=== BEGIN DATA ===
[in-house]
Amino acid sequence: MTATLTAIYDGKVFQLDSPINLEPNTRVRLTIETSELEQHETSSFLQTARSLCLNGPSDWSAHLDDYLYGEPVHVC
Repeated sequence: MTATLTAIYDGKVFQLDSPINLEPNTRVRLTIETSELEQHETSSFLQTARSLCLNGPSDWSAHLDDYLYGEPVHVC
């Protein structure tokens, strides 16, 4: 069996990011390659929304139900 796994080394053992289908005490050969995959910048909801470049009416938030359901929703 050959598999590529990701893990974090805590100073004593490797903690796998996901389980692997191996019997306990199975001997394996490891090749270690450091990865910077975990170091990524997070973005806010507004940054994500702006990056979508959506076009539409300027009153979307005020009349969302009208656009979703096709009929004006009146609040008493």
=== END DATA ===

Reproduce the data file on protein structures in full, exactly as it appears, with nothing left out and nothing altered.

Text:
[in-house]
Amino acid sequence: MTATLTAIYDGKVFQLDSPINLEPNTRVRLTIETSELEQHETSSFLQTARSLCLNGPSDWSAHLDDYLYGEPVHVC
Repeated sequence: MTATLTAIYDGKVFQLDSPINLEPNTRVRLTIETSELEQHETSSFLQTARSLCLNGPSDWSAHLDDYLYGEPVHVC
């Protein structure tokens, strides 16, 4: 069996990011390659929304139900 796994080394053992289908005490050969995959910048909801470049009416938030359901929703 050959598999590529990701893990974090805590100073004593490797903690796998996901389980692997191996019997306990199975001997394996490891090749270690450091990865910077975990170091990524997070973005806010507004940054994500702006990056979508959506076009539409300027009153979307005020009349969302009208656009979703096709009929004006009146609040008493």